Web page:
• Late night 10 pm to 3 am

This is the prime time and surges for rideshare drivers. Students will congregate rides around Oakland and Squirrel Hill requiring rides to bars of the South Side, Lawrenceville, and Bloomfield. After you drop them off stock around the bar hotspots. If there are major events going on at the PPG Paints Arena or Studio AE, get closer to them too.

Remember, that the late night brings the drunks crawling back out from the bars. Prepare accordingly and be patient, they are drunk. In the words of the bible "forgive them, lord, for they know not what they do." (or something like that).


  • Morning rush 4 am to 10 am

No such thing as a Sunday morning rush, so sleep in and enjoy the soft sheets.

  • Daytime hours 10 am to 3 pm

Most of the year-round Sunday mornings are quiet. However, you do get your fair share of museum visitors and families going out with the kids to attractions. You will find that the Carnegie Science Center, the Andy Warhol Museum, and the Carnegie Museum of Art produced a demand on Sundays.

During the football season, you also get 60,000 Steeler fans and thousands more of visiting fans crowing the roads. This is an eight-week stint, so enjoy the show, the sounds and be wary.

  • Afternoon rush hour 3 pm to 7 pm

This is when events take control over the flow of traffic, so just watch that events calendar and be prepared to locate yourself for rides to and from specific locations.

This is also when airport rides start to emerge, trickles of both leavers and arrivers start to dot the map.

  • Late night 10 pm to 3 am

This is when events close and visitors start to demand a return home ride. It is also when the airport becomes starts to demand. Check the incoming flight's list and be prepared for an airport demand surge to the city.


Pittsburgh demands strategic driving at all times. The traffic and the road conditions only add to the need to think about how, where and when you will drive. Having a load of apps such as Mystro, Gridwise and others will not help you if you don't know the patterns. So learn the hourly patterns, and you will become a lucrative rideshare driver.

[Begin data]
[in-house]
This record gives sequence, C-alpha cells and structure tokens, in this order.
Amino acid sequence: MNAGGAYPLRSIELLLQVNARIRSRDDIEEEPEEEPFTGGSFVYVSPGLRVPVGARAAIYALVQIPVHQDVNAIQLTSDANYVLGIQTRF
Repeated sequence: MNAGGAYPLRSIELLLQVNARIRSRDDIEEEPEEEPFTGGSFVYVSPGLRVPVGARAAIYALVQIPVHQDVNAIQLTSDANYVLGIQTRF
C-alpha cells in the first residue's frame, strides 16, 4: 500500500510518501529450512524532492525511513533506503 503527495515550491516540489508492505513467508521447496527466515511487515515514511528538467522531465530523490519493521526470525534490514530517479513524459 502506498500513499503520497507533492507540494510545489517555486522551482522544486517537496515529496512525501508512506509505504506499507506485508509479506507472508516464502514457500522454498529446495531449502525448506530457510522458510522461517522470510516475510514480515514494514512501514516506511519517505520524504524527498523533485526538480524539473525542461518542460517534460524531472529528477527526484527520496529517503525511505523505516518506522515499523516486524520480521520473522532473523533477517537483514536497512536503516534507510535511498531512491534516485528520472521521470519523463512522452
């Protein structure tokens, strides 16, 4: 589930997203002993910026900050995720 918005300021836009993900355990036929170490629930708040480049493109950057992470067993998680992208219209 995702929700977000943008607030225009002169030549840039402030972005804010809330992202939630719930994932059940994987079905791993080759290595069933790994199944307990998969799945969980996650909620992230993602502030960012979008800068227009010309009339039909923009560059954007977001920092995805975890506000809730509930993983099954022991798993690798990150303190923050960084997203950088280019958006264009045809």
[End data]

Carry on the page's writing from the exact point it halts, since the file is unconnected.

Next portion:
Pittsburgh International Airport (PIT)

The PIT is a very busing airport and handles around 590 flights daily. It was also voted as the #1 airport in the US and #3 in the world, so be ready for a lot of work and waiting if you want to use PIT as a location.

  • Always keep the Uber app open at the airport.
  • The waiting area uses a FIFO system within a geofenced area. You need to access the area and wait in turn.
  • The waiting area is a parking lot near the Gas Station on Airport Blvd. Arrive at the TNC Staging Lot by following signs to Airport Exit / Return to Terminal / Fuel. Then, make a left onto Return to Terminal Rd, drive behind the gas station, and make the first left down the sloped area to the TNC Staging Lot. A ticket is not needed to access the staging lot. Exit the lot via Gate 46 to the front of the gas station. If there are no drivers in the waiting zone, the request will go to the drivers closest to the airport.
  • If asked by airport staff for your Waybill, you can access this within your Uber Partner App
  • Driver cancellations: if you use this option too frequently you will be blocked from using the app in the PIT.
  • The Uber trade dress must be displayed on your windshield for all dropoffs and pickups.

Per the Uber site: Citations can occur for any of the following reasons:

  • Not displaying Uber sticker properly (trade dress)
  • Pickup anywhere except for Door 4 of the Commercial Arrivals
  • Dropping off anywhere other than Public Departures
  • Picking up in an active travel lane (not directly flush with the curb)
  • Leaving vehicle unattended
  • Being disrespectful to airport officials
  • Failure to maintain an overall clean and professional appearance